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When Exactly Will the Universe End?

end of the universeCosmology is the study that handles all the really big questions about the universe, many of them are questions that have been perplexing philosophers for years. Questions like when it all began? And whether or not the universe has always expanded like it is doing now? Those questions have actually been answered, but one they have yet to answer is when and how is the universe going to end?

Believe it or not, that answer may be closer than you might think. In the past 20 years or so, the astrophysicists of the world have been learning that our universe is actually driving itself apart. Scientists have long known that other galaxies are all moving away our galaxy, and the one that are farthest away are the ones that are moving faster than the others. The only explanation for this is that the universe is presently expanding. Logic and the laws of gravity would tell us that this expansion should be slowing down. But this is not what’s actually happening – the universe is now expanding at a faster rate!

Since no one really knows what is responsible for this acceleration, cosmologists attributed it to something else that know little about – and that is dark energy. Much of the activity in space today is believed to be the influence of dark energy. As far as discussion about the end of the universe, dark energy is helped create many interesting theories.

The Big Rip

No one really knows what dark energy really is, therefore no one knows what it is going to do in the future either. In year 2003, Robert Caldwell from Dartmouth College came up with a new theory about the expanding universe. He proposed that the acceleration rate would increase with time.

If we imagine a car driver who floors the gas pedal without having limited acceleration. As his car speeds up and it goes faster — the velocity change would greatly increase over time — and the car would eventually fly apart and break into hundreds of pieces as the forces of friction took over.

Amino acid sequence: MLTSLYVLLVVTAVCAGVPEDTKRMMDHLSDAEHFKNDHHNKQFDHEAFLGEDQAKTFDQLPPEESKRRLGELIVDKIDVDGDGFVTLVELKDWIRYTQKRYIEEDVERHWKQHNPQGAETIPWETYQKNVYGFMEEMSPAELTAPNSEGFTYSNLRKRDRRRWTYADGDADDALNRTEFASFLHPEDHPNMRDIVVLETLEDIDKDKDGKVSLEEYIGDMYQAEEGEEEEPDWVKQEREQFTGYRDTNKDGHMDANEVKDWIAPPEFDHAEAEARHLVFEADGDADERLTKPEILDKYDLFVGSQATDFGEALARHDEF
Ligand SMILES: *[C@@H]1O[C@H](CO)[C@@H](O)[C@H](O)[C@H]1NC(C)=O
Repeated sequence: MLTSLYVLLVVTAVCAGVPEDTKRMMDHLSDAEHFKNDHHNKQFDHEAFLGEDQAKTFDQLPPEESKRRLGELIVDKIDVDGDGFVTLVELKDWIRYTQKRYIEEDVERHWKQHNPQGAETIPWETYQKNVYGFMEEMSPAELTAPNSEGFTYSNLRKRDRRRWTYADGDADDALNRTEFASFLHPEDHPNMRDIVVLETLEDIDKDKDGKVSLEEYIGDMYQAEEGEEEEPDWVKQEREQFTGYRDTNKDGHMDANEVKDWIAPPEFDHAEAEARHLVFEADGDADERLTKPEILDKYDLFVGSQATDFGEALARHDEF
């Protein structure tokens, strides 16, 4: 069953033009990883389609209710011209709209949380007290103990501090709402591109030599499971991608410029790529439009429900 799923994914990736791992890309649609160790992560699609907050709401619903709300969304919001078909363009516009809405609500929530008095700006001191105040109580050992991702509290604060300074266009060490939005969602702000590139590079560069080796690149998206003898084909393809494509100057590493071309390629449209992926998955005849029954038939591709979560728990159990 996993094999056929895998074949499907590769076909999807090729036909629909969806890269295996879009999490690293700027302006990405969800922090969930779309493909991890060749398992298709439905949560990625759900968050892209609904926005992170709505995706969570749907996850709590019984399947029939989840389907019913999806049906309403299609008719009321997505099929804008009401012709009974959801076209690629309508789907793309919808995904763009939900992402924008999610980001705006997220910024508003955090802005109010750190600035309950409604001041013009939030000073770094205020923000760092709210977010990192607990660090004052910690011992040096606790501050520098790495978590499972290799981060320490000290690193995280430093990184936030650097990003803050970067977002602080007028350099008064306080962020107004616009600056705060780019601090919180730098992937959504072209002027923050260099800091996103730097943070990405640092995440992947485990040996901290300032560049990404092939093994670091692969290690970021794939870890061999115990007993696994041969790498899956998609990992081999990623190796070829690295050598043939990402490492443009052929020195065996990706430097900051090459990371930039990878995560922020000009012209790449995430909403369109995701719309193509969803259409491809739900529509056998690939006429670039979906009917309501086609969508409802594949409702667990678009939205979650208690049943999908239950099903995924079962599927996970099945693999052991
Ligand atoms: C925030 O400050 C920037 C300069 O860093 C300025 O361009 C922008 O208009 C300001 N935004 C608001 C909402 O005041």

A similar kind of thing would occur within a universe that experiencing relentless acceleration. We would see galaxies being destroyed, and the solar system would unwind and the planets would eventually explode as the rapid space expansion would rip atoms apart.

Present theories are predicting that if the Big Rip is going to occur, it is going to take another 22 billion years to take place.

The Big Freeze

There are several theories out there right now that are suggesting that dark energy is a cosmological constant – a type of energy that is uniform and is present throughout the universe. “If the cosmological constant is the dominant thing in the universe,” says Mark Trodden, who is presently a co-director from the Penn Center for Particle Cosmology located at the University of Pennsylvania, then rather than speeding up and eventually ripping itself apart, the universe would simply continue to expand — forever and ever. “If the cosmological constant continues to dominate, the universe will continue to accelerate and that’s it.”

This may sound harmless, but it’s not. As this dark energy keeps driving the acceleration in our expanding universe, the light from distant galaxies will not be visible as they would way too far away. This would cause entropy to keep increasing as well. The formation of stars will cease in about 100 trillion years or so because all the matter that fuels them will be exhausted. All the black holes will evaporate, and matter will then decay into radiation. The universe will be left as a very cold lifeless place for all of eternity. This very dark future is called the Big Freeze.

The False Vacuum

There is also the chance that this elusive dark energy will matter in the end. Other scenarios that have been considered have are assuming that our universe is accounted for. But maybe there is more out there, and perhaps our universe is just a small portion of a much larger multiverse? Is it possible that other universes will affect the fate of our universe?

Many experts are saying yes. “Imagine you go to a very, very large scale — much larger than our current observable universe,” points out Jonathan Braden, who is a cosmologist from University College London. While our universe is quite homogenous and pretty constant everywhere, a much larger view of it could reveal that it is only a little pocket that has its own set of physical laws and parameters, which are quite different from the bigger multiverse.

If this is the case, it could mean that our universe is in a strange state that is called a false vacuum. This is when we wrongly assume that we are in a stable state, but it is actually still possible to drop to another state very quickly. Braden says this would cause a phase transition, which is very similar to how water would change from a liquid to a gas at its boiling point — only this would happen to the entire universe. Generally speaking, our cosmos would behave like bubbles boiling in a pan of water, he claims, because of the change to the universe’s laws and constants. “Eventually these bubbles can run into each other, and from our viewpoint it would be like our universe … collided with another universe.”

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